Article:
Tossing Lines: Writing can lead to unexpected journeys
Community Editor Lee Howard often invites the public to write for the Times, and I highly recommend it, as 10 years of writing Tossing Lines has led me on an unexpected journey.
In 2012, then-Community Editor Ann Baldelli saw something she liked in my writing being published in The Day. She invited me to write a monthly column for the Times, so I signed on.
Over 160 columns and articles later, with free rein to pick my own subjects, I’ve covered a crazy array of topics: books, reading, cycling, famous musicians, submarines, cruises, tourism, sports, human foolishness (including my own), and all manner of things.
I’ve written of aging, regrets, death, and other quandaries of life.
My long, contemplative bicycle rides, especially pedaling alongside inspirational cancer survivors while raising funds for cancer research, never failed to evoke a column.
My curiosity in the name of research has taken me to author F. Scott Fitzgerald’s grave in Rockville, Maryland, and the site of the famous 1969 Woodstock music festival in Bethel, New York. I visited unsung Connecticut submarine inventor Simon Lake’s home in Milford, and a Mystic funeral home to study caskets.
I’ve expounded upon places like The Jolly Beggars (an old Mystic pub), beautiful Enders Island in Stonington, the other Waterford in Ireland, Alaska, Venice (Italy), the Salem Herb Farm, Groton’s Griswold Hotel and the famous swimming pigs of Exuma.
I’ve interviewed interesting local people: a young, female New London mortician, business owners, a disc jockey, authors, artists, a college professor, a doctor and nurses.
An old Joseph Lawrence School of Nursing yearbook once found its way to me from a home being cleaned out in Quaker Hill. The previous homeowner, the late Eleanor “Ellie” Taylor was in the book, and I wondered about her life. I found her obituary and discovered Ellie had been a caring and beloved nurse in our community.
I contacted Ellie’s husband Robert in Pennsylvania. He was touched by the opportunity to bring Ellie’s memory to life, and after discovering he had worked closely with my late brother, so was I. It completely changed the interview. We suddenly became friends.
I’ve met and continue to work with authors, historians, researchers, and archival facility staff members who graciously assist me.
I’m flattered and humbled that folks have called some of my columns “brilliant,” “wonderful,” “beautiful,” and “touching.” One column was described as “absolutely stunning and moving. It literally brought me to tears.” Such warm tributes are writing’s priceless rewards.
But after years of creative diversity, heeding my editor’s hints, I turned toward history, and I took it personally.
Having grown up on Fort Griswold and around historic Groton Bank, I sought to discover who Colonel William Ledyard really was. I was long aware that no one knew the man, and that history books had long ignored his personal life.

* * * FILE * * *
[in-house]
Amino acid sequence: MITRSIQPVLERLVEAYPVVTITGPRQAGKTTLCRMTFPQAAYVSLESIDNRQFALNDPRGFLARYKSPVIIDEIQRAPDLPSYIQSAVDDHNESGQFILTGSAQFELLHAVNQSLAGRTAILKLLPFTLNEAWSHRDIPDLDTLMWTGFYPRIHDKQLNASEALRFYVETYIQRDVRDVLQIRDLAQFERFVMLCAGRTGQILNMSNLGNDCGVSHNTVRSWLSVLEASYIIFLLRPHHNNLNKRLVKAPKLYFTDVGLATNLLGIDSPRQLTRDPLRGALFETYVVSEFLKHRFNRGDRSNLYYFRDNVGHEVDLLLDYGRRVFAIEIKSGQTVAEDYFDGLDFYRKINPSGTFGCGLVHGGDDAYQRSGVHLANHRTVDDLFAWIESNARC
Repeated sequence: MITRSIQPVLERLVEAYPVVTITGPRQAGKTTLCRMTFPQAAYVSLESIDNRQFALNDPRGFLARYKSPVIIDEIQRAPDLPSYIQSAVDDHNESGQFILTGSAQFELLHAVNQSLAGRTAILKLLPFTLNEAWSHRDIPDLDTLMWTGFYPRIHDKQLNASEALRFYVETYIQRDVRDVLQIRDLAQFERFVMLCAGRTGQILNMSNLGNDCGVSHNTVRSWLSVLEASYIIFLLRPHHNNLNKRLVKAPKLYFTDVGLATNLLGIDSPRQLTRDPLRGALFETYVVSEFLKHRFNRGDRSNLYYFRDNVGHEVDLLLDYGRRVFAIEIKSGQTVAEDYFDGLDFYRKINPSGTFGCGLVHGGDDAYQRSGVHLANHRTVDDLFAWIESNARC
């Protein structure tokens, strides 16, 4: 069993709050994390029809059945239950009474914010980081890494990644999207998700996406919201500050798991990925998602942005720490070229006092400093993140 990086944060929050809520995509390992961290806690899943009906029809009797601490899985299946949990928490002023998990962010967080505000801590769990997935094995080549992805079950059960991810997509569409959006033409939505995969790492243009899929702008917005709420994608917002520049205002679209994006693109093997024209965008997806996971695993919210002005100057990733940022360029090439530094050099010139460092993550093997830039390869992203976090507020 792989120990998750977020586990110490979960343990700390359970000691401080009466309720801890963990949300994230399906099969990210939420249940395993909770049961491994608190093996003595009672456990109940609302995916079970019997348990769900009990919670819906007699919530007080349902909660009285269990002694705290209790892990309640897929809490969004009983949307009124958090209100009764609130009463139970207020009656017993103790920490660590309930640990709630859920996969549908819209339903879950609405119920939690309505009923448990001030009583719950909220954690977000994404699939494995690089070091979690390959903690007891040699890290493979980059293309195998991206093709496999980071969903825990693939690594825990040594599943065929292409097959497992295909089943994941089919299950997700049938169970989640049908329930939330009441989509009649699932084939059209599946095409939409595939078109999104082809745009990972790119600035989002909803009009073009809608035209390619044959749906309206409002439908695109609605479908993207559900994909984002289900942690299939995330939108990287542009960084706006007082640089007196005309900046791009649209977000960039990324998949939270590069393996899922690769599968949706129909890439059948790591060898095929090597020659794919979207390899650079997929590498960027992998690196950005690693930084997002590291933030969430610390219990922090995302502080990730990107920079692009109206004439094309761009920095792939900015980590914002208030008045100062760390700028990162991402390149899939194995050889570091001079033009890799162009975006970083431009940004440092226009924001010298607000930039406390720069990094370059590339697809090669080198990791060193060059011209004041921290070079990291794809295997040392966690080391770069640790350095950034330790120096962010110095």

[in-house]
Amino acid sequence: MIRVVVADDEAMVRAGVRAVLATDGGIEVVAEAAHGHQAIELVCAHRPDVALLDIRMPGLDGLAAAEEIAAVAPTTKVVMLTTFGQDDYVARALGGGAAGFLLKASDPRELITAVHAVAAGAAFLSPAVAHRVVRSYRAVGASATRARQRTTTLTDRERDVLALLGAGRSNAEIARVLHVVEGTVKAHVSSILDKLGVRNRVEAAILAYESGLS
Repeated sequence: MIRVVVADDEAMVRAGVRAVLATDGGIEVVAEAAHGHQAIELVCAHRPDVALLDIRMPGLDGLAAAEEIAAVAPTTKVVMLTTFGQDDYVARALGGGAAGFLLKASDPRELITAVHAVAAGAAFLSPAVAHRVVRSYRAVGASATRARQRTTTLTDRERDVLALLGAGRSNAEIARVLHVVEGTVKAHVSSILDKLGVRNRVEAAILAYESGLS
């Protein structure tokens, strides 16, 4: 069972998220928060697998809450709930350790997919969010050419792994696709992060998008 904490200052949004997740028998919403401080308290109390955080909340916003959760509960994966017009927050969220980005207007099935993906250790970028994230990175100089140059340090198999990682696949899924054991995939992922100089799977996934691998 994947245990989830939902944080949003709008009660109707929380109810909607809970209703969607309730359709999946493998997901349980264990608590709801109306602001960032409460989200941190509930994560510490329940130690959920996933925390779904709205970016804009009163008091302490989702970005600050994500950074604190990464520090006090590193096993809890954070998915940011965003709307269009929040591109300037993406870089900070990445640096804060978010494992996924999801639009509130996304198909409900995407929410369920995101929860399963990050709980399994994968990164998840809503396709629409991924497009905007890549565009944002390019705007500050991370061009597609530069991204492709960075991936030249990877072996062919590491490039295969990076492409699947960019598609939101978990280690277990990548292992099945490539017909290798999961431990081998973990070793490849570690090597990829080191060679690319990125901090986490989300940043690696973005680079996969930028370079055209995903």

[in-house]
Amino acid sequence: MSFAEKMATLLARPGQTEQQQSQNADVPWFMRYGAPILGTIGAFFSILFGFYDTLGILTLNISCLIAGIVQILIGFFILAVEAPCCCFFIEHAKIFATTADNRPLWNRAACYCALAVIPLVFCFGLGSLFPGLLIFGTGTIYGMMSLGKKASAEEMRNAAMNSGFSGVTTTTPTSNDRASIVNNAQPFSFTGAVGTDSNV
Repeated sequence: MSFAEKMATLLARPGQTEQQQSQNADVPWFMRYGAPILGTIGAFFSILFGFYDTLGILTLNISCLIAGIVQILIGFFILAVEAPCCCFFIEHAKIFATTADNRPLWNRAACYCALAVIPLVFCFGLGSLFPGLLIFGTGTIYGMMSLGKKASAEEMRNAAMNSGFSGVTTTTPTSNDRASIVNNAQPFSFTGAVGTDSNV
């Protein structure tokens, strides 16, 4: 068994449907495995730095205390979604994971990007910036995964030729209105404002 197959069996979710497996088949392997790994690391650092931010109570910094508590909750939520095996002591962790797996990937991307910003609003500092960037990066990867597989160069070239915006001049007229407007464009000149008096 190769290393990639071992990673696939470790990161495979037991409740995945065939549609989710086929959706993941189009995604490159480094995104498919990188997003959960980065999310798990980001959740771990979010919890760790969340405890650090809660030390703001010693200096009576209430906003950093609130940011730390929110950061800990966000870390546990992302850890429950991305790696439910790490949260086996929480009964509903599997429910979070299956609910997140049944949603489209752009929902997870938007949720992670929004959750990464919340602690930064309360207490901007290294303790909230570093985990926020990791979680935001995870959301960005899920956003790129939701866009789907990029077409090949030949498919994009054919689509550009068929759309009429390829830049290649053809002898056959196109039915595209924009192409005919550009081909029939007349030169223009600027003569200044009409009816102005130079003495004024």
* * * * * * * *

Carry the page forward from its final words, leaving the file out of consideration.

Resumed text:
So I began a search to hopefully illuminate the Colonel’s humanity and soul, and that of his wife Anne, along with their nine children, through researching and learning about their short lives.
Seventeen columns later (with more in the works), my Colonel Ledyard series is unquestionably the most meaningful product of my decade of writing for the Times. I never would have taken this project on without the Times, and it seems to have brought my life full circle, returning, in a way, back to my childhood roots, filling a historical void I’ve long felt needed attention.
The Colonel’s legacy has long been incomplete, lacking his life events and his personal ties to the Revolution that help suggest his motivations. I’m honored to be involved.
My research and writings on Ledyard have led to a public lecture series on his life, as groups have asked me to speak to their membership and the public. It’s wonderful to be re-opening the conversation on William Ledyard, and sharing new perspectives on our state revolutionary war hero that no one knew a thing about until now.
But all that aside, there’s another emotional component to my writing for the Times. As I once wrote in a column some years ago, though my father was a good man, I never truly knew him — his hopes and regrets. Too many kids, too little time. He died years younger than I am today.
I hope that when my kids are cleaning out my house after I’m gone, they pause at my very thick binder of columns before they toss it in the dumpster. I hope they sense its value as a key to who I am, a gift few of us get from our fathers.
None of this would have existed were it not for Ann Baldelli and the Times. I cannot find contact information for her, now that she’s retired, so I’ll say it here: Ann, I can’t thank you enough.
So would-be writers: heed Lee Howard’s call to participate in the Times, and prepare yourself for an unexpected journey.
John Steward lives in Waterford. He now lectures on the life of Colonel William Ledyard. He can be contacted at email@example.com
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